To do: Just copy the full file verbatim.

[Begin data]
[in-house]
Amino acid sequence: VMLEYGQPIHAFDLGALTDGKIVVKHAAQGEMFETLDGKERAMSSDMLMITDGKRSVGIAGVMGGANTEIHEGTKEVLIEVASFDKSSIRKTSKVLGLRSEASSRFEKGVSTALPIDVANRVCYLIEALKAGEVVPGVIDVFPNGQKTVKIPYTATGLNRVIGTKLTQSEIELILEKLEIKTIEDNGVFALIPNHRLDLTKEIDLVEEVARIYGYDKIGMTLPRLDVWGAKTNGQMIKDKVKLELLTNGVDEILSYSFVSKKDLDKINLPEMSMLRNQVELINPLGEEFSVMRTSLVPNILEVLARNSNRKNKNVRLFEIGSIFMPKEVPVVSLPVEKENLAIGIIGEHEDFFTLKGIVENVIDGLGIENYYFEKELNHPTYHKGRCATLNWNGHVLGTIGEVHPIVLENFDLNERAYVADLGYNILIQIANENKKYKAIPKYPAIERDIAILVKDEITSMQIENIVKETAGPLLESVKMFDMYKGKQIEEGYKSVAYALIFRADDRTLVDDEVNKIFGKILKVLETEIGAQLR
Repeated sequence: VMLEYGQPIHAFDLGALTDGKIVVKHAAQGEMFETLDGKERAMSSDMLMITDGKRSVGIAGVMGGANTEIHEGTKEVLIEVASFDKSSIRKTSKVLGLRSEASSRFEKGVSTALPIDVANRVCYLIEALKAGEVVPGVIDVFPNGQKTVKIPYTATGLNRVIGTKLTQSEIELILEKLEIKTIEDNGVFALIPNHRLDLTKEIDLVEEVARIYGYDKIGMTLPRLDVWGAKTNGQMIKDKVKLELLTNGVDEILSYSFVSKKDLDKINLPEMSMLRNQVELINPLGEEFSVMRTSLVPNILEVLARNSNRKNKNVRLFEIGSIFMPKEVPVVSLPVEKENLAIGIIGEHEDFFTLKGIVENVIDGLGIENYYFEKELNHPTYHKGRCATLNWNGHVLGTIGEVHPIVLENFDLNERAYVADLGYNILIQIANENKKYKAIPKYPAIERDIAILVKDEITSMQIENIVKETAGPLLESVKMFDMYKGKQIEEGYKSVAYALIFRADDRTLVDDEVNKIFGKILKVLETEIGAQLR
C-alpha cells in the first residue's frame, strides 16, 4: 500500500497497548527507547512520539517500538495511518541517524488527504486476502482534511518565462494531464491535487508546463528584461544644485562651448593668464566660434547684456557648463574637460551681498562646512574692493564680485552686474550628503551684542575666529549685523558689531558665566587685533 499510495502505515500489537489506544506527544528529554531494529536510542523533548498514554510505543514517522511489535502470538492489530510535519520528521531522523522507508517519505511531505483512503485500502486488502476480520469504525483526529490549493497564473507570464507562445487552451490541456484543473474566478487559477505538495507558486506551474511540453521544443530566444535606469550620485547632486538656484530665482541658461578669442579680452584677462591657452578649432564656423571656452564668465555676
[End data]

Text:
[in-house]
Amino acid sequence: VMLEYGQPIHAFDLGALTDGKIVVKHAAQGEMFETLDGKERAMSSDMLMITDGKRSVGIAGVMGGANTEIHEGTKEVLIEVASFDKSSIRKTSKVLGLRSEASSRFEKGVSTALPIDVANRVCYLIEALKAGEVVPGVIDVFPNGQKTVKIPYTATGLNRVIGTKLTQSEIELILEKLEIKTIEDNGVFALIPNHRLDLTKEIDLVEEVARIYGYDKIGMTLPRLDVWGAKTNGQMIKDKVKLELLTNGVDEILSYSFVSKKDLDKINLPEMSMLRNQVELINPLGEEFSVMRTSLVPNILEVLARNSNRKNKNVRLFEIGSIFMPKEVPVVSLPVEKENLAIGIIGEHEDFFTLKGIVENVIDGLGIENYYFEKELNHPTYHKGRCATLNWNGHVLGTIGEVHPIVLENFDLNERAYVADLGYNILIQIANENKKYKAIPKYPAIERDIAILVKDEITSMQIENIVKETAGPLLESVKMFDMYKGKQIEEGYKSVAYALIFRADDRTLVDDEVNKIFGKILKVLETEIGAQLR
Repeated sequence: VMLEYGQPIHAFDLGALTDGKIVVKHAAQGEMFETLDGKERAMSSDMLMITDGKRSVGIAGVMGGANTEIHEGTKEVLIEVASFDKSSIRKTSKVLGLRSEASSRFEKGVSTALPIDVANRVCYLIEALKAGEVVPGVIDVFPNGQKTVKIPYTATGLNRVIGTKLTQSEIELILEKLEIKTIEDNGVFALIPNHRLDLTKEIDLVEEVARIYGYDKIGMTLPRLDVWGAKTNGQMIKDKVKLELLTNGVDEILSYSFVSKKDLDKINLPEMSMLRNQVELINPLGEEFSVMRTSLVPNILEVLARNSNRKNKNVRLFEIGSIFMPKEVPVVSLPVEKENLAIGIIGEHEDFFTLKGIVENVIDGLGIENYYFEKELNHPTYHKGRCATLNWNGHVLGTIGEVHPIVLENFDLNERAYVADLGYNILIQIANENKKYKAIPKYPAIERDIAILVKDEITSMQIENIVKETAGPLLESVKMFDMYKGKQIEEGYKSVAYALIFRADDRTLVDDEVNKIFGKILKVLETEIGAQLR
C-alpha cells in the first residue's frame, strides 16, 4: 500500500497497548527507547512520539517500538495511518541517524488527504486476502482534511518565462494531464491535487508546463528584461544644485562651448593668464566660434547684456557648463574637460551681498562646512574692493564680485552686474550628503551684542575666529549685523558689531558665566587685533 499510495502505515500489537489506544506527544528529554531494529536510542523533548498514554510505543514517522511489535502470538492489530510535519520528521531522523522507508517519505511531505483512503485500502486488502476480520469504525483526529490549493497564473507570464507562445487552451490541456484543473474566478487559477505538495507558486506551474511540453521544443530566444535606469550620485547632486538656484530665482541658461578669442579680452584677462591657452578649432564656423571656452564668465555676